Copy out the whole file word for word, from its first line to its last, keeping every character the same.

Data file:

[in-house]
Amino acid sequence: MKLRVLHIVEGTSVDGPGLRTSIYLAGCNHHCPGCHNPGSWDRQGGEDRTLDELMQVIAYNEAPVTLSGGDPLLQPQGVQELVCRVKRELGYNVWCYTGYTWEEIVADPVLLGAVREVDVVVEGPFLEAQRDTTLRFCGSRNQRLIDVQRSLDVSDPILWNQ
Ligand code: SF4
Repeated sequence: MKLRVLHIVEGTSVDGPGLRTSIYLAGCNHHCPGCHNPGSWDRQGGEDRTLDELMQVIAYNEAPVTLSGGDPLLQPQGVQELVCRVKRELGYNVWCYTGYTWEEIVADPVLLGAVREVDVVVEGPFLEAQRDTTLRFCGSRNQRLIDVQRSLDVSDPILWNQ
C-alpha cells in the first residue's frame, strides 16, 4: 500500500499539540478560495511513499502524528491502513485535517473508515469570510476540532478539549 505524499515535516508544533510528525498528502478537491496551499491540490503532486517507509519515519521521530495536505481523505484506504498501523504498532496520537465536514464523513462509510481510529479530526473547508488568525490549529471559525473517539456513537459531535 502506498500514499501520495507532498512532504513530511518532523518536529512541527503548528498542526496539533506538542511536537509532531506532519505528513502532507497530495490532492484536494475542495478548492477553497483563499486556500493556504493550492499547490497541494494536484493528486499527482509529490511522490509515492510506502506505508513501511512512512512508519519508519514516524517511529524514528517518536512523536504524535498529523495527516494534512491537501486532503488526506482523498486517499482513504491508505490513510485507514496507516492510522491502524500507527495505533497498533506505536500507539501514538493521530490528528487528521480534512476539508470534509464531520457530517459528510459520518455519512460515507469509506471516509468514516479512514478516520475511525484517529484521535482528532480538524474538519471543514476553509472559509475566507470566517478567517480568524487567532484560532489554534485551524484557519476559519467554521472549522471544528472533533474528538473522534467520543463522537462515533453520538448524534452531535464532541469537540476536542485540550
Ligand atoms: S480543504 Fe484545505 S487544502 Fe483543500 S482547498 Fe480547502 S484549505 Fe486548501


[in-house]
Amino acid sequence: MKLRVLHIVEGTSVDGPGLRTSIYLAGCNHHCPGCHNPGSWDRQGGEDRTLDELMQVIAYNEAPVTLSGGDPLLQPQGVQELVCRVKRELGYNVWCYTGYTWEEIVADPVLLGAVREVDVVVEGPFLEAQRDTTLRFCGSRNQRLIDVQRSLDVSDPILWNQ
Ligand code: SF4
Repeated sequence: MKLRVLHIVEGTSVDGPGLRTSIYLAGCNHHCPGCHNPGSWDRQGGEDRTLDELMQVIAYNEAPVTLSGGDPLLQPQGVQELVCRVKRELGYNVWCYTGYTWEEIVADPVLLGAVREVDVVVEGPFLEAQRDTTLRFCGSRNQRLIDVQRSLDVSDPILWNQ
C-alpha cells in the first residue's frame, strides 16, 4: 500500500499539540478560495511513499502524528491502513485535517473508515469570510476540532478539549 505524499515535516508544533510528525498528502478537491496551499491540490503532486517507509519515519521521530495536505481523505484506504498501523504498532496520537465536514464523513462509510481510529479530526473547508488568525490549529471559525473517539456513537459531535 502506498500514499501520495507532498512532504513530511518532523518536529512541527503548528498542526496539533506538542511536537509532531506532519505528513502532507497530495490532492484536494475542495478548492477553497483563499486556500493556504493550492499547490497541494494536484493528486499527482509529490511522490509515492510506502506505508513501511512512512512508519519508519514516524517511529524514528517518536512523536504524535498529523495527516494534512491537501486532503488526506482523498486517499482513504491508505490513510485507514496507516492510522491502524500507527495505533497498533506505536500507539501514538493521530490528528487528521480534512476539508470534509464531520457530517459528510459520518455519512460515507469509506471516509468514516479512514478516520475511525484517529484521535482528532480538524474538519471543514476553509472559509475566507470566517478567517480568524487567532484560532489554534485551524484557519476559519467554521472549522471544528472533533474528538473522534467520543463522537462515533453520538448524534452531535464532541469537540476536542485540550
Ligand atoms: S480543504 Fe484545505 S487544502 Fe483543500 S482547498 Fe480547502 S484549505 Fe486548501